Vegetable Labor

Vegetable Labor May 16, 2014
English cukes go fast around here

Feeding family vegetables is hard work. Hard, but necessary, I get it.

A combination of: being raised in California, reading Michael Pollan, and fulfilling the duties of an Army wife to keep her husband trim has honed my focus on getting fresh vegetables into my crew. Let’s face it, men will only eat vegetables that are washed and cut and put in front of them. Also Texas Mommy forced me to make all my own baby purees, and, consequently all four children are great consumers of produce as well. So my complaint is not the, more common, “how do I get them to eat more vegetables?” But, rather I am daunted by the amount of time required to prep fresh fruits and vegetables.

I only grocery shop once a week and we get an additional box of organic produce delivered to the house midweek, but I feel like I am always washing and peeling vegetables. I learned that a tupperware of peeled and cut carrots will get eaten much faster than the raw ones in a bag. My sons (4 and 6) will eat cucumber and tomato salad in balsamic dressing, but that only keeps for about 12 hours, so I have to prepare it fresh. Washing greens is a nightmare, because if you don’t adequately dry them salad goes all slimy. Also, there is the fruit washing. If the kids are eating apples or pears or berries that were not organically grown, I need to wash every thing before it goes into the fruit bowl. I try to use the spray veggie wash that they sell in the produce section at our store, but if I am out, I fill a sink with dishwashing detergent or vinegar and water. But, this is a seriously labor-intensive mission here. I try to manage three servings of vegetables a day — this turns into one with lunch, mid-afternoon snack, and then a dinner vegetable. I allow myself several bags of the microwaveable frozen organic veggies a week (Godsend) but that amount still requires plenty of fresh fruit and vegetable prep to supplement.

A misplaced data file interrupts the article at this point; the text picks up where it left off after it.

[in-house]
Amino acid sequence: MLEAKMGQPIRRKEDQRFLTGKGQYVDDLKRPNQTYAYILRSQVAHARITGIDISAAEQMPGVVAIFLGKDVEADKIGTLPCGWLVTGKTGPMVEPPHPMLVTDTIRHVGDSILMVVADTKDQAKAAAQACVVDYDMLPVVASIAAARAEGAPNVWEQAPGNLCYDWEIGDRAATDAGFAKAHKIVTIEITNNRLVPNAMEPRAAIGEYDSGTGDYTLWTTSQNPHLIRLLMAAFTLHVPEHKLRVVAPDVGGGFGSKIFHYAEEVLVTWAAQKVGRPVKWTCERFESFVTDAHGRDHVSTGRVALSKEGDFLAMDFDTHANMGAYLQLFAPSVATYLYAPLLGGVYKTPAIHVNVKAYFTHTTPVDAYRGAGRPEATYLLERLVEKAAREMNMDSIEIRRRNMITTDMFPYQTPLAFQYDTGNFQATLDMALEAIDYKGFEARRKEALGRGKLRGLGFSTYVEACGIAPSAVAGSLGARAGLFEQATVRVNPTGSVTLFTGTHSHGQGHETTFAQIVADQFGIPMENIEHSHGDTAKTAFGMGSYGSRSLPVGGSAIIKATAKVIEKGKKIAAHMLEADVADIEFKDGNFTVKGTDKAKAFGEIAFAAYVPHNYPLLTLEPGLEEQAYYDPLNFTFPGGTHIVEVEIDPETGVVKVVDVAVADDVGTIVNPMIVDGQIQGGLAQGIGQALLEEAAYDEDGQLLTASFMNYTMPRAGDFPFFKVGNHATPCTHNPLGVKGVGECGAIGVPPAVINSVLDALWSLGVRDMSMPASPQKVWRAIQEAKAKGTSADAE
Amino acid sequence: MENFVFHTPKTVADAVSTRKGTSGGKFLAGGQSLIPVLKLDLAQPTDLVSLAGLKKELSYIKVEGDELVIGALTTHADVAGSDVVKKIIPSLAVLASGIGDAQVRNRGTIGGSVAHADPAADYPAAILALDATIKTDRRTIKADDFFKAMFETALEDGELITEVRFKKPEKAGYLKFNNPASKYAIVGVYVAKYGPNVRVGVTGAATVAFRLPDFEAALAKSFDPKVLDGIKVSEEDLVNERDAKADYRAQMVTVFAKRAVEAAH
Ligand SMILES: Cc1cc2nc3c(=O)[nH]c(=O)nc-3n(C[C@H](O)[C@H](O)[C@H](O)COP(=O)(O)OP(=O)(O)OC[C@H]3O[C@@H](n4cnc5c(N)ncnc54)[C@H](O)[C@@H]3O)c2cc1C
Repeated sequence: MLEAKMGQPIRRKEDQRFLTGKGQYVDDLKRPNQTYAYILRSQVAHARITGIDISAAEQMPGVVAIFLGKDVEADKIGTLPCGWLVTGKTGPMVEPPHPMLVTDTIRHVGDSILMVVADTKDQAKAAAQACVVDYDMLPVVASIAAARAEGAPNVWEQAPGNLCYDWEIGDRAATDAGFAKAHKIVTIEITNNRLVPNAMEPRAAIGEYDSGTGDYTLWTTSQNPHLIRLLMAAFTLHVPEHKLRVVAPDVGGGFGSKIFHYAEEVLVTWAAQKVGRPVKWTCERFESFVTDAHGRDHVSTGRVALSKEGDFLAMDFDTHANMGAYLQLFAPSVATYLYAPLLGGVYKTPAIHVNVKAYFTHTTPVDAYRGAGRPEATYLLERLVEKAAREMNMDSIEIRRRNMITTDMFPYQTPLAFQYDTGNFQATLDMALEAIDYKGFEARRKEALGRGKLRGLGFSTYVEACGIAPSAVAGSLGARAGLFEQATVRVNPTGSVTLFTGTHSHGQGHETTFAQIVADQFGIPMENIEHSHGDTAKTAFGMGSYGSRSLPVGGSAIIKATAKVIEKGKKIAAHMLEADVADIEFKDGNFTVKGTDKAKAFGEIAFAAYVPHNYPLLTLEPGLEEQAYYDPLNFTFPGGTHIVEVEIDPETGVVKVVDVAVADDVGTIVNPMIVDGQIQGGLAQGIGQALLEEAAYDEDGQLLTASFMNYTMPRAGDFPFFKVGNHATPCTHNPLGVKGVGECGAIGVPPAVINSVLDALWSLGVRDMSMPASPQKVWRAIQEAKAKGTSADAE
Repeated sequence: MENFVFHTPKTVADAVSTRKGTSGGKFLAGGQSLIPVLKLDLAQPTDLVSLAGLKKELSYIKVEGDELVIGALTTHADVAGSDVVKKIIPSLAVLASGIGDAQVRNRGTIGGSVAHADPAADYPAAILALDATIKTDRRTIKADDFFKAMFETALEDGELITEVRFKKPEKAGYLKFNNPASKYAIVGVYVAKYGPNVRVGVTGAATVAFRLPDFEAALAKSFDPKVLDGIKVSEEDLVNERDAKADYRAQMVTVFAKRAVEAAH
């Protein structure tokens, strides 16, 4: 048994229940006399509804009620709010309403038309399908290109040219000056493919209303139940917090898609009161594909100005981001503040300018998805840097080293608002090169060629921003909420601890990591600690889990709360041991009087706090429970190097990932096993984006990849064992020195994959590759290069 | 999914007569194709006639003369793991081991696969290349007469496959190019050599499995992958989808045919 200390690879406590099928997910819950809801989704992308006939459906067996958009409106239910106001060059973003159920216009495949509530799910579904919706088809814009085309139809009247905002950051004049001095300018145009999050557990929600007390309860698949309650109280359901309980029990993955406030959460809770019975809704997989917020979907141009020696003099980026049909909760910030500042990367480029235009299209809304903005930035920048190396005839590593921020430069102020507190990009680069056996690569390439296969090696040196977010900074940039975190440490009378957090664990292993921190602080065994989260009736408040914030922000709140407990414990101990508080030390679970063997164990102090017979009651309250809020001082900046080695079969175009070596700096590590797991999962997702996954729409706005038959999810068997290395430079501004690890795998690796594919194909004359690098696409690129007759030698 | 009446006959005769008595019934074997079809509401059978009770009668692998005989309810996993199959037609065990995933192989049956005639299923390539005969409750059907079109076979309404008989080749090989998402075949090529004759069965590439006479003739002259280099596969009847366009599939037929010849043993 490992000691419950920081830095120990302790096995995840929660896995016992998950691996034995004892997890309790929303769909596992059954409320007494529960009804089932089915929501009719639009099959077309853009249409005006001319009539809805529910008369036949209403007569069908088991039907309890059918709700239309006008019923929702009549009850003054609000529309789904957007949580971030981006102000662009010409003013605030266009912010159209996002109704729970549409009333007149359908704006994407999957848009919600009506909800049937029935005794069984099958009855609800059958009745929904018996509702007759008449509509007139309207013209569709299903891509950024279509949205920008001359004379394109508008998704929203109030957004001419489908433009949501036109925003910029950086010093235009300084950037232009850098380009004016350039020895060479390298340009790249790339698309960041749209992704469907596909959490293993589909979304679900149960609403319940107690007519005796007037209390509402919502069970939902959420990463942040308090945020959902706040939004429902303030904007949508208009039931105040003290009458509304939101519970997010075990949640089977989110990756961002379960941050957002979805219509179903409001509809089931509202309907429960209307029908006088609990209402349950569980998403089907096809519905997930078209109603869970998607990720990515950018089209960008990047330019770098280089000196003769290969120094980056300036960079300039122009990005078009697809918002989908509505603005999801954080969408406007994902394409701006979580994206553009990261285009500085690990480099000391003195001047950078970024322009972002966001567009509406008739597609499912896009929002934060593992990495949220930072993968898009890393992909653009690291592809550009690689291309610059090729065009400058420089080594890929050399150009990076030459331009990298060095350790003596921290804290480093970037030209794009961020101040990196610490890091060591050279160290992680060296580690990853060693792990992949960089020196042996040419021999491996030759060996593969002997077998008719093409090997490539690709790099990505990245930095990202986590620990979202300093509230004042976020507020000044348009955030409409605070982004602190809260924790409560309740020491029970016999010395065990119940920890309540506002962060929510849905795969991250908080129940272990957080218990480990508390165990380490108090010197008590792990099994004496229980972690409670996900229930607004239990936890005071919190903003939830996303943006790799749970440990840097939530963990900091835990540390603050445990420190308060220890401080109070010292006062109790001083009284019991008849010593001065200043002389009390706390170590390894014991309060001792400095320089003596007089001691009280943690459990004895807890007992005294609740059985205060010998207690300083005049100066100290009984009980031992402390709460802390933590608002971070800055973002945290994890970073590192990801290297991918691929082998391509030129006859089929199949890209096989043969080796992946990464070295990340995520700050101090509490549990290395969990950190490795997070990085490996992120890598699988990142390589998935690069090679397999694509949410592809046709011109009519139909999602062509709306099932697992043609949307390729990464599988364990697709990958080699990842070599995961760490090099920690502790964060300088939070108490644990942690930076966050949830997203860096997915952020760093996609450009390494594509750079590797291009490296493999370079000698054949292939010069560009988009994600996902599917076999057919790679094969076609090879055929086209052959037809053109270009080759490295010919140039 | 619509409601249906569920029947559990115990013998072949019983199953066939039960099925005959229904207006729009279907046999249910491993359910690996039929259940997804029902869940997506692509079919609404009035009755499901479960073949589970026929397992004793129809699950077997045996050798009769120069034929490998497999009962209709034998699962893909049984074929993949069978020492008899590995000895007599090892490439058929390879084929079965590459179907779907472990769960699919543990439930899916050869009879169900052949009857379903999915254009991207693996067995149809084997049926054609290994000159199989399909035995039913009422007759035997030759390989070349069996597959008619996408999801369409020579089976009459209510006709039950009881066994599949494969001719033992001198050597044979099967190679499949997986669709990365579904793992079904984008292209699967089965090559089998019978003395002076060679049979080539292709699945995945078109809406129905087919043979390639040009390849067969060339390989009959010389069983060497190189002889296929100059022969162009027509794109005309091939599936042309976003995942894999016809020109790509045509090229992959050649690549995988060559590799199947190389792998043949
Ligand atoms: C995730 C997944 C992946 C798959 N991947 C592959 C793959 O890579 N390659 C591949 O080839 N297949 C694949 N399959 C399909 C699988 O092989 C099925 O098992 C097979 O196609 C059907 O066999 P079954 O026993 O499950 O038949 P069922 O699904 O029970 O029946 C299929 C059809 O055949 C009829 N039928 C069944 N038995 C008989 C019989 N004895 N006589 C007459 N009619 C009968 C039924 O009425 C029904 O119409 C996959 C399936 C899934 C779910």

I am looking for strategies here, and specific vegetables that sell to children. Do I need a salad spinner, or do you all just buy those expensive plastic tubs of organic greens? I think I have to wash some romaine or iceberg though, because the pre-washed greens only come in spinach and spring mix here, which I have a hard time selling. Are baby carrots sinfully lazy and devoid of nutrition? Lastly, how do we feel about those viscous ranch dressings? Why are they so hard to get off of dishes? Shouldn’t that mean that they are bad inside our children’s little bodies? Do we turn a blind eye because it is getting them to eat salad? Speak wise mother-nutritionists, please.


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